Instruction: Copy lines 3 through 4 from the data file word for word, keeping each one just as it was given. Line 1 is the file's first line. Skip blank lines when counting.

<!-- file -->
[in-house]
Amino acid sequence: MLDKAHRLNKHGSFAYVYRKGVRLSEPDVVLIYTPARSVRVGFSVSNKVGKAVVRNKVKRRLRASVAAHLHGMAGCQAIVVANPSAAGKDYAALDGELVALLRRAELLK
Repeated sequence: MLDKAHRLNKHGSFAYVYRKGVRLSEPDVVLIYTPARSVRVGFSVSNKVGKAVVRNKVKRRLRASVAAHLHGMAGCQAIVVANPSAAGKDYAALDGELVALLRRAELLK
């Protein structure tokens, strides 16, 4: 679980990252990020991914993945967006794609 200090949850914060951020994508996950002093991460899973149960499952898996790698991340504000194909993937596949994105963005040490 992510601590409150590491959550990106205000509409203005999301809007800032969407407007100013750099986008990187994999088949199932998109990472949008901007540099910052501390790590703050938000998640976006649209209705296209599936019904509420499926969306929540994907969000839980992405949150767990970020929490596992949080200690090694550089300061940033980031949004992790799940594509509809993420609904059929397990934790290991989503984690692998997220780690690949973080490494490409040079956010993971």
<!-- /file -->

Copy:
Repeated sequence: MLDKAHRLNKHGSFAYVYRKGVRLSEPDVVLIYTPARSVRVGFSVSNKVGKAVVRNKVKRRLRASVAAHLHGMAGCQAIVVANPSAAGKDYAALDGELVALLRRAELLK
């Protein structure tokens, strides 16, 4: 679980990252990020991914993945967006794609 200090949850914060951020994508996950002093991460899973149960499952898996790698991340504000194909993937596949994105963005040490 992510601590409150590491959550990106205000509409203005999301809007800032969407407007100013750099986008990187994999088949199932998109990472949008901007540099910052501390790590703050938000998640976006649209209705296209599936019904509420499926969306929540994907969000839980992405949150767990970020929490596992949080200690090694550089300061940033980031949004992790799940594509509809993420609904059929397990934790290991989503984690692998997220780690690949973080490494490409040079956010993971």